NC Zoo extends chestnut tree program to Riverbanks ZooPosted on 04/24/09
ASHEBORO, N.C.-As part of its ongoing program to help re-introduce the American chestnut tree to the state and region, the North Carolina Zoo has partnered with local and national tree-conservation groups to plant two rare and endangered chestnut trees at the Riverbanks Zoo & Garden in Columbia, S.C.
During a re-introduction and dedication ceremony held, appropriately, on Earth Day, April 22, at Riverbanks, the N.C. Zoo joined the South Carolina Forestry Commission, Trees North Carolina and the American Chestnut Foundation in the planting. The seedlings were given to the S.C. Forestry Commission by Trees North Carolina and the N.C Zoo.
The American chestnut tree once thrived in the Eastern United States from Maine to northern Florida and was one of the largest trees in the east, with diameters of more than 60 inches and heights of more than 100 feet.
But in about 1904, a deadly fungus was introduced into the United States that spread quickly through the chestnut trees in what would later be called one of the greatest ecological disasters in the history of the world's forests. By 1950, almost all of the American chestnut trees were dead--about 4 billion trees covering more than 9 million acres.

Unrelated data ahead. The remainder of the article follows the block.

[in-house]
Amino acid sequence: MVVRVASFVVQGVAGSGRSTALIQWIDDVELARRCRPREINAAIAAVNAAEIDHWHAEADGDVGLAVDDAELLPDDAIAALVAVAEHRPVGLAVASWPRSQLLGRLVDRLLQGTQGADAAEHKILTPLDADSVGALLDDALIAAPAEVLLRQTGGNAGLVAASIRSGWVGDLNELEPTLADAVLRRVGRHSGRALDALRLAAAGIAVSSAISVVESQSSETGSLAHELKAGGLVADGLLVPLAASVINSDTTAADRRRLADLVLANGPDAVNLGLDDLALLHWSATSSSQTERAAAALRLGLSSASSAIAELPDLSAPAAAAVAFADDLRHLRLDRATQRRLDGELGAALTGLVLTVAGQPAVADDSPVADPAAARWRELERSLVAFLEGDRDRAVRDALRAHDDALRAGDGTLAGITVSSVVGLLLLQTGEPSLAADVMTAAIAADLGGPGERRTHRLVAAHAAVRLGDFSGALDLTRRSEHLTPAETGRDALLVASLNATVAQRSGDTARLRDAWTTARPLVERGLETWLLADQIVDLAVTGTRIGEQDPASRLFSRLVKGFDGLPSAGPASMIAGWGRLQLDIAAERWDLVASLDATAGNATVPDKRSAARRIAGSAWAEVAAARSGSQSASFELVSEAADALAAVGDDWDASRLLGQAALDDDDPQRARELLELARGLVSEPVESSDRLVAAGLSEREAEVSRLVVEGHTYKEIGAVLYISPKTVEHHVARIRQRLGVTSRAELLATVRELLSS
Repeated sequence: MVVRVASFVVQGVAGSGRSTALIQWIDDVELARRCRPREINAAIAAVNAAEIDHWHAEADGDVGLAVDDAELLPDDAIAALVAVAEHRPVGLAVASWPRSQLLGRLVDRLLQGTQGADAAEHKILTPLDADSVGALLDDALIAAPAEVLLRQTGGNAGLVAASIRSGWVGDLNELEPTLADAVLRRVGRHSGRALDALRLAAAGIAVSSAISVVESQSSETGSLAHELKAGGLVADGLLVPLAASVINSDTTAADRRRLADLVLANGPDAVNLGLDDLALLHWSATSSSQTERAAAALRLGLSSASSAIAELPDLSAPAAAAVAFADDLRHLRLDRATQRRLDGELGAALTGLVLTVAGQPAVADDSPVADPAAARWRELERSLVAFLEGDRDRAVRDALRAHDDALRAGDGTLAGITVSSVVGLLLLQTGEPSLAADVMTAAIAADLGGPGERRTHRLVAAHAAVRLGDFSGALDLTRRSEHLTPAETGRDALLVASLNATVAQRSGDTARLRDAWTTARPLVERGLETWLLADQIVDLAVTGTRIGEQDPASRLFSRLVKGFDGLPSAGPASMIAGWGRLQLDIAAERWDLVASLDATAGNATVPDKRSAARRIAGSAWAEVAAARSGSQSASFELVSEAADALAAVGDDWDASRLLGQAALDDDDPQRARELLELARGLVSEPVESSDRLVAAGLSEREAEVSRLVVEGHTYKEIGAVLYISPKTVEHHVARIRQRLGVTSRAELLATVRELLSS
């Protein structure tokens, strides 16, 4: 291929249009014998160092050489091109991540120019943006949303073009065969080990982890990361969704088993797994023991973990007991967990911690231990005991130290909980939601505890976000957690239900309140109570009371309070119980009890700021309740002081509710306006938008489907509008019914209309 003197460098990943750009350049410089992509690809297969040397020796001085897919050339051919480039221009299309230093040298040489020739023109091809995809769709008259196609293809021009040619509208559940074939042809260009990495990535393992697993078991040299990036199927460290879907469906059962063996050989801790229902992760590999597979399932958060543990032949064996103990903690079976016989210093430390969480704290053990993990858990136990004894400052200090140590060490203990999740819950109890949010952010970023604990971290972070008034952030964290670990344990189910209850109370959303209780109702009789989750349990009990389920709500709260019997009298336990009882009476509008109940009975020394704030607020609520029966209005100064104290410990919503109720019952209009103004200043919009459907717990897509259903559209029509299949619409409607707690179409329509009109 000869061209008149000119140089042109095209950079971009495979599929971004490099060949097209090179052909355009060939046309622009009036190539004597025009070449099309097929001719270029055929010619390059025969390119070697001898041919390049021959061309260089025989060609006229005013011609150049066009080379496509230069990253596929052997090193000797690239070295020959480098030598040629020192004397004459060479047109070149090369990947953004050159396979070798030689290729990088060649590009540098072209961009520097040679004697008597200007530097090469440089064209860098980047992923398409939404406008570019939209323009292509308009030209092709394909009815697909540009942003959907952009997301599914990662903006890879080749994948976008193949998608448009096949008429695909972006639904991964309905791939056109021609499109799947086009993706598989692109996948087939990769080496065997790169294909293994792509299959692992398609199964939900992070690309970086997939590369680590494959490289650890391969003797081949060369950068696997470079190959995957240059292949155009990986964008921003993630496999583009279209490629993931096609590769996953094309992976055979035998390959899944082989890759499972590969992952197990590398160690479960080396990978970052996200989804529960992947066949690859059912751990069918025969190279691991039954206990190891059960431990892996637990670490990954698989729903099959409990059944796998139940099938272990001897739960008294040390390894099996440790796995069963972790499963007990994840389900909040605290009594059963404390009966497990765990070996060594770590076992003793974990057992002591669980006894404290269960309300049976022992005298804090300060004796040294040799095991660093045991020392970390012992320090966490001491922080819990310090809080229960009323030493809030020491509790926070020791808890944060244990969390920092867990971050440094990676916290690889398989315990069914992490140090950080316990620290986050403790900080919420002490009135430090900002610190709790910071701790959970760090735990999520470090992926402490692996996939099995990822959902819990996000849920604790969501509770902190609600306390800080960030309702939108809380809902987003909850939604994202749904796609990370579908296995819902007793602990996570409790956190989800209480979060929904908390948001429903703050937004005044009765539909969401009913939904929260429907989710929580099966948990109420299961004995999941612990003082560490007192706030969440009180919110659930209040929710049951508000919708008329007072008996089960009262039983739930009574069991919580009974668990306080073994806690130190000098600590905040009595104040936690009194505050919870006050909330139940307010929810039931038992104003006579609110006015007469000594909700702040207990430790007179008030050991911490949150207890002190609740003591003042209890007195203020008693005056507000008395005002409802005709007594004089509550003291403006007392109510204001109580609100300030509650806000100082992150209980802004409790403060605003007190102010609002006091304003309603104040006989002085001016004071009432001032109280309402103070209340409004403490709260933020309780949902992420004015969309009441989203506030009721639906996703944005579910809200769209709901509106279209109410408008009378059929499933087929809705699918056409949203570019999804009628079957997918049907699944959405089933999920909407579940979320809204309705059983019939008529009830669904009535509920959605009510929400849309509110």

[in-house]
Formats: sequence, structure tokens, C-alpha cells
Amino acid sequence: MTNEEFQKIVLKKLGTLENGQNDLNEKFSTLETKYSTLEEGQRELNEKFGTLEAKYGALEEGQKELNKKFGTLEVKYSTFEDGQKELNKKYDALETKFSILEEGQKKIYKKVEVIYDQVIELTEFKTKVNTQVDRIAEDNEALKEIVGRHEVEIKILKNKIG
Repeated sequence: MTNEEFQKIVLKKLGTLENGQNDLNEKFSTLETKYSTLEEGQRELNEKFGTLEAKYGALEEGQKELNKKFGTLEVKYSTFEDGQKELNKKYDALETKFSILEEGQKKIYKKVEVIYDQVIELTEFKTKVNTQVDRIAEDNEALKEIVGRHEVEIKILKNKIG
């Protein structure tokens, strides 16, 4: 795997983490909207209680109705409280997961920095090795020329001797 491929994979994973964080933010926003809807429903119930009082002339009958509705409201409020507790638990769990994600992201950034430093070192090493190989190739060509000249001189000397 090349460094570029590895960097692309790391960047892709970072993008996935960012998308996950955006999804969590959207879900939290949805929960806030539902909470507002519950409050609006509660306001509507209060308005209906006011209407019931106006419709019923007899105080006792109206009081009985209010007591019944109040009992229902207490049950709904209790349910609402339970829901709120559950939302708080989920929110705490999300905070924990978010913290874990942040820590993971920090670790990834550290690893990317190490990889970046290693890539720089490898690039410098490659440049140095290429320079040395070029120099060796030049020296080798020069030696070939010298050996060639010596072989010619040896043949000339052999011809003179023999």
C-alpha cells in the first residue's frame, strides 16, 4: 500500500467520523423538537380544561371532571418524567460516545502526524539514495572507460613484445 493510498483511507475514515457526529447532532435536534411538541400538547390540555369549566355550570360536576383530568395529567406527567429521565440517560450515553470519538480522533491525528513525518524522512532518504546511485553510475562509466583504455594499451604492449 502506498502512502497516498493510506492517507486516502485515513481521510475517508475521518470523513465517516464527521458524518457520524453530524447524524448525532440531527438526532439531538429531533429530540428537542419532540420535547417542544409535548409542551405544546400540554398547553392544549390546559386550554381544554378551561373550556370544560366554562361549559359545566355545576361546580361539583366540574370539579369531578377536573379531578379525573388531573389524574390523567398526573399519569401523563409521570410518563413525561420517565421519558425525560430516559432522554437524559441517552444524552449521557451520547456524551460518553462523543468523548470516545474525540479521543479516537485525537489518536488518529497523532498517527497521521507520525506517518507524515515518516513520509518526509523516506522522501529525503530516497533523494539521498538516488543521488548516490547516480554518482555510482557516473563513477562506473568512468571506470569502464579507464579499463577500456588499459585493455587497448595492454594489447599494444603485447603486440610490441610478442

This chestnut blight, which still exists, destroys only the stems of the tree and does not kill the roots, so the roots are able to send up suckers that grow for 10-20 years and then succumb to the blight. Most of the American chestnut trees found today in the woods are sprouts from the stumps of those trees. It is hoped that these and other seedlings can begin to resist the blight.
Liz Gilland, the community forestry coordinator of the S.C. Forestry Commission, had contacted Tim Womick, co-founder of Trees North Carolina in Asheboro, about the idea of planting chestnut trees in South Carolina. They eventually put together a plan with Riverbanks to plant the trees there in Columbia.
Satch Krantz, executive director of Riverbanks, along with Andy Cabe, curator of horticulture there, accepted the trees, which had been growing as seedlings at the N.C. Zoo's greenhouse nursery.
Speakers at the ceremony included Bryan Burhans, president and CEO of the American Chestnut Foundation, who talked about the overall re-introduction program for the trees; Jim Welch, former co-host of Nature Scene; and Joel Felder, deputy state forester of the S.C. Forestry Commission, who recognized all the partners who made this planting possible. Robert McCrory, the N.C. Zoo's arbor supervisor, finished with the presentation of the trees to the zoo.
The trees were planted immediately after the dedication ceremony by the Jr. Master Gardeners (of Columbia) and staff members from Riverbanks Zoo and the N.C. Zoo.
The zoo is an agency of the N.C. Department of Environment & Natural Resources, Dee Freeman, Secretary; Beverly Eaves Perdue, Governor.